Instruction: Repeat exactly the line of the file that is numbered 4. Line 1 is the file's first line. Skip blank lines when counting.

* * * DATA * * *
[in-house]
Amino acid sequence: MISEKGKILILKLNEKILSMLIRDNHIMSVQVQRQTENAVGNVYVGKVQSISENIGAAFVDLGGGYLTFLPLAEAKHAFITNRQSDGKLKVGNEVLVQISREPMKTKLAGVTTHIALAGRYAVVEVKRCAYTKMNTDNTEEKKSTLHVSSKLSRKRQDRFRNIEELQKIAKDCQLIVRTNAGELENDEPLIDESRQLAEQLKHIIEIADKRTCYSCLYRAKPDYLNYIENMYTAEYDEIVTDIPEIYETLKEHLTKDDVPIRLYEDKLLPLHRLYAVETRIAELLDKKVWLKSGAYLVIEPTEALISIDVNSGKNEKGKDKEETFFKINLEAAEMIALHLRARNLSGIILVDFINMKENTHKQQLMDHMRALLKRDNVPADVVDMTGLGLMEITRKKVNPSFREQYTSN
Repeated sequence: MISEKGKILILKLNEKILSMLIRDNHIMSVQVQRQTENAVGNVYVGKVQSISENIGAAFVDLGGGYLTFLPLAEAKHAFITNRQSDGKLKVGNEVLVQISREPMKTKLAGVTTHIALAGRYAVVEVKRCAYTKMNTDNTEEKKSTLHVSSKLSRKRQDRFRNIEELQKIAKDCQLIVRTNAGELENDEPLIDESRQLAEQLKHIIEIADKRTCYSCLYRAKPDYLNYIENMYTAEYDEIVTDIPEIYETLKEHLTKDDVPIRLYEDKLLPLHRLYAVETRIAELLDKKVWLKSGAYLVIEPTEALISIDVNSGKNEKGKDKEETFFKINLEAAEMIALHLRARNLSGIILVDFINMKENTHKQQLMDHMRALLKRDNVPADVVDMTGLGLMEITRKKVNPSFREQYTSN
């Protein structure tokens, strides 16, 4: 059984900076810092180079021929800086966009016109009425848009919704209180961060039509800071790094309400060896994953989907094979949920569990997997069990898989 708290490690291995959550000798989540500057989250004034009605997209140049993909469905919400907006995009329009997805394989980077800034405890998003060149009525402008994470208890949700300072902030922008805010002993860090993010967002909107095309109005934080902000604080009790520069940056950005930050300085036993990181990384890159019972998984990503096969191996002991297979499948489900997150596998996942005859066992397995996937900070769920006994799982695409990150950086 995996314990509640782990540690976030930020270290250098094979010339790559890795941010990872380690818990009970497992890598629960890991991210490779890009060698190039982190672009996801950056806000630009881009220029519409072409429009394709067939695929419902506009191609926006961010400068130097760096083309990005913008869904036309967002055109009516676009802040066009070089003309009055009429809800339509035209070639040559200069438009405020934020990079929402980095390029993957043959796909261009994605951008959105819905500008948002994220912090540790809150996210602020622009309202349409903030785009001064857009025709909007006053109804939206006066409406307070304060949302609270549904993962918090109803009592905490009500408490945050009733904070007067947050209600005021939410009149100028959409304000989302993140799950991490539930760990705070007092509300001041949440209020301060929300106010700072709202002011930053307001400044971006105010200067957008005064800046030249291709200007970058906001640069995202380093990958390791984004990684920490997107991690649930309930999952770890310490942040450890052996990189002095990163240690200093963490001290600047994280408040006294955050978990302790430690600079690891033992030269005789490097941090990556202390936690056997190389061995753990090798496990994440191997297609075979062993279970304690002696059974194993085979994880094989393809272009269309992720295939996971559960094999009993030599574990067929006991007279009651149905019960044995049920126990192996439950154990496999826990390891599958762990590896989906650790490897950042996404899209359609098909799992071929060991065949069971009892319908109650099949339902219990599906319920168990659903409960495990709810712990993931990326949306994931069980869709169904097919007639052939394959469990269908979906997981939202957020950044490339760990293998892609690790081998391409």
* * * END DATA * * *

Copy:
């Protein structure tokens, strides 16, 4: 059984900076810092180079021929800086966009016109009425848009919704209180961060039509800071790094309400060896994953989907094979949920569990997997069990898989 708290490690291995959550000798989540500057989250004034009605997209140049993909469905919400907006995009329009997805394989980077800034405890998003060149009525402008994470208890949700300072902030922008805010002993860090993010967002909107095309109005934080902000604080009790520069940056950005930050300085036993990181990384890159019972998984990503096969191996002991297979499948489900997150596998996942005859066992397995996937900070769920006994799982695409990150950086 995996314990509640782990540690976030930020270290250098094979010339790559890795941010990872380690818990009970497992890598629960890991991210490779890009060698190039982190672009996801950056806000630009881009220029519409072409429009394709067939695929419902506009191609926006961010400068130097760096083309990005913008869904036309967002055109009516676009802040066009070089003309009055009429809800339509035209070639040559200069438009405020934020990079929402980095390029993957043959796909261009994605951008959105819905500008948002994220912090540790809150996210602020622009309202349409903030785009001064857009025709909007006053109804939206006066409406307070304060949302609270549904993962918090109803009592905490009500408490945050009733904070007067947050209600005021939410009149100028959409304000989302993140799950991490539930760990705070007092509300001041949440209020301060929300106010700072709202002011930053307001400044971006105010200067957008005064800046030249291709200007970058906001640069995202380093990958390791984004990684920490997107991690649930309930999952770890310490942040450890052996990189002095990163240690200093963490001290600047994280408040006294955050978990302790430690600079690891033992030269005789490097941090990556202390936690056997190389061995753990090798496990994440191997297609075979062993279970304690002696059974194993085979994880094989393809272009269309992720295939996971559960094999009993030599574990067929006991007279009651149905019960044995049920126990192996439950154990496999826990390891599958762990590896989906650790490897950042996404899209359609098909799992071929060991065949069971009892319908109650099949339902219990599906319920168990659903409960495990709810712990993931990326949306994931069980869709169904097919007639052939394959469990269908979906997981939202957020950044490339760990293998892609690790081998391409």